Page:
“[It] was very difficult,” he said. “My thesis required more work by far than any other task I’ve had at OBU.”

That challenge, though, made the process memorable.

“It was especially rewarding to me to focus in so much detail on a single topic and become an expert (as much as is possible for an undergraduate) on some small thing,” Jones said.

All theses presentations take place in the Tulsa Royalties Auditorium in Bailey Business Center, and all presentations are open to the public.

Students conquer honors thesis projects

By Jonathan Soder, Features Editor

Come fall semester of junior year, students, particularly honors students, are at the point where they must decide whether or not to write a senior thesis.

For those who do, the process will span the last three semesters of their college career and involve extensive research into a specified topic within the student’s major.

While a daunting task for most, the road to a thesis project is well-mapped and traveled by many former and current thesis writers here at OBU.

One of these travelers is associate professor of philosophy and director of the honor program Dr. Tawa An-derson.

A two-time thesis writer himself, first for his undergraduate and second for his Ph.D., Anderson now oversees the thesis writing process for the honors program as head of the Honors committee.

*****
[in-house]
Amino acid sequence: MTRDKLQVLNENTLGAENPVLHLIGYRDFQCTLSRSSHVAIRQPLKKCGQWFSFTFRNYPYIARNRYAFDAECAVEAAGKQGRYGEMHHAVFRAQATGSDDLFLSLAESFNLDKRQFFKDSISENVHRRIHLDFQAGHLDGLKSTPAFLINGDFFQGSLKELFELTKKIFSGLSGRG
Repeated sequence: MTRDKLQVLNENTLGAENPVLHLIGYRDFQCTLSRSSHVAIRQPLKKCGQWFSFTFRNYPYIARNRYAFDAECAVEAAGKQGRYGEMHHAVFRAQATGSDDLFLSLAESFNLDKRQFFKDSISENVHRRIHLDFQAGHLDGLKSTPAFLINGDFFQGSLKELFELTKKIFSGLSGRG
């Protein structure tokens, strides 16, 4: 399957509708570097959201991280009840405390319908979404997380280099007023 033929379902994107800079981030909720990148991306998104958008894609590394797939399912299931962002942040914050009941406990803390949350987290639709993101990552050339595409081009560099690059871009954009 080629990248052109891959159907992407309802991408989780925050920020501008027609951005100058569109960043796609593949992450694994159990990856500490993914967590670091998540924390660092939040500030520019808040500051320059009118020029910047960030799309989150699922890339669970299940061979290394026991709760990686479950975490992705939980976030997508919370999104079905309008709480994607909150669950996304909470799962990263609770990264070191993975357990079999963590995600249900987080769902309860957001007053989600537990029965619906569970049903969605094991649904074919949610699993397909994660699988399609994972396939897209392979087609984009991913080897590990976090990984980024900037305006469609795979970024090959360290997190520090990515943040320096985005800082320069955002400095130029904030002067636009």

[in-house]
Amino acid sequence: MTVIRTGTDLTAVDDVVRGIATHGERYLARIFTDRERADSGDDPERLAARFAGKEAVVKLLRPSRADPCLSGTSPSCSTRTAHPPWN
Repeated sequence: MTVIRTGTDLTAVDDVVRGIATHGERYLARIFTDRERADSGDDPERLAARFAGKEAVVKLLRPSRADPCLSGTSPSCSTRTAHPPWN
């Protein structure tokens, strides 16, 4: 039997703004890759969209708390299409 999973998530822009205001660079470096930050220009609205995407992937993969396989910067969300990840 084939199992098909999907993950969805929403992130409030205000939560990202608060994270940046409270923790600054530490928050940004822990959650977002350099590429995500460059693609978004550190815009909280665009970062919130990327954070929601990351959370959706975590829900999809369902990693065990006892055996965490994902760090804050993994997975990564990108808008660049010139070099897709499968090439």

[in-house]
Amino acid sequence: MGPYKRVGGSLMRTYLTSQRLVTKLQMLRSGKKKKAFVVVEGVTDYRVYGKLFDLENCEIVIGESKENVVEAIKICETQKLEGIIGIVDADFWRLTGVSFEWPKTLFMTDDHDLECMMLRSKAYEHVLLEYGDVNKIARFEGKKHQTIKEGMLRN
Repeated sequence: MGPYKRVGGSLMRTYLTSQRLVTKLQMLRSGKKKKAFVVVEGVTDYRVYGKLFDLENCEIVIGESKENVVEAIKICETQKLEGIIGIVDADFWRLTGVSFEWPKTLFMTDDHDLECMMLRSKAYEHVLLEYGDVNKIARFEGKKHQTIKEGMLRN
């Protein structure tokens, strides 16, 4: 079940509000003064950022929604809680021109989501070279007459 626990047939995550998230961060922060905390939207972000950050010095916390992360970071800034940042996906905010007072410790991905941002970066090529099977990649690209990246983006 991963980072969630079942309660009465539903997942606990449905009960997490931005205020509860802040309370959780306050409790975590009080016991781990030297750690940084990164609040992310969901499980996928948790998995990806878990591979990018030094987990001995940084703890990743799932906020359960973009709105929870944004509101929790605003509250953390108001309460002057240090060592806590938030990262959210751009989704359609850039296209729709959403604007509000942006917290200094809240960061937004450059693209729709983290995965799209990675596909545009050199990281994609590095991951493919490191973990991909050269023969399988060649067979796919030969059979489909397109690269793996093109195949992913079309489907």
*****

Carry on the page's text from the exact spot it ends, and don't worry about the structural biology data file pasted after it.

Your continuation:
His responsibilities include reviewing and approving thesis proposals in conjunction with the faculty advisor whom the student has chosen to study under.

As an unofficial part of his job, Anderson offers students advice about choosing their faculty advisor.

“Be diligent and regular in meeting with your faculty advisor,” Anderson said.

Anderson said that choosing correctly in the first place involves specific considerations for both the student and the faculty advisor.

“Choose your faculty mentor carefully,” Anderson said. “Ensure that it’s somebody who you really do want to work with because you’re stuck with them for the duration. And, ensure that it’s somebody you know has the time and ability to shepherd you through this process.”

This is advice for any student who wants to complete a senior thesis, not just those in the honors program.

Faculty advisors serve as editors and guides through the process of the contracted study, which is a semester of research that typically happens during the spring semester of junior year.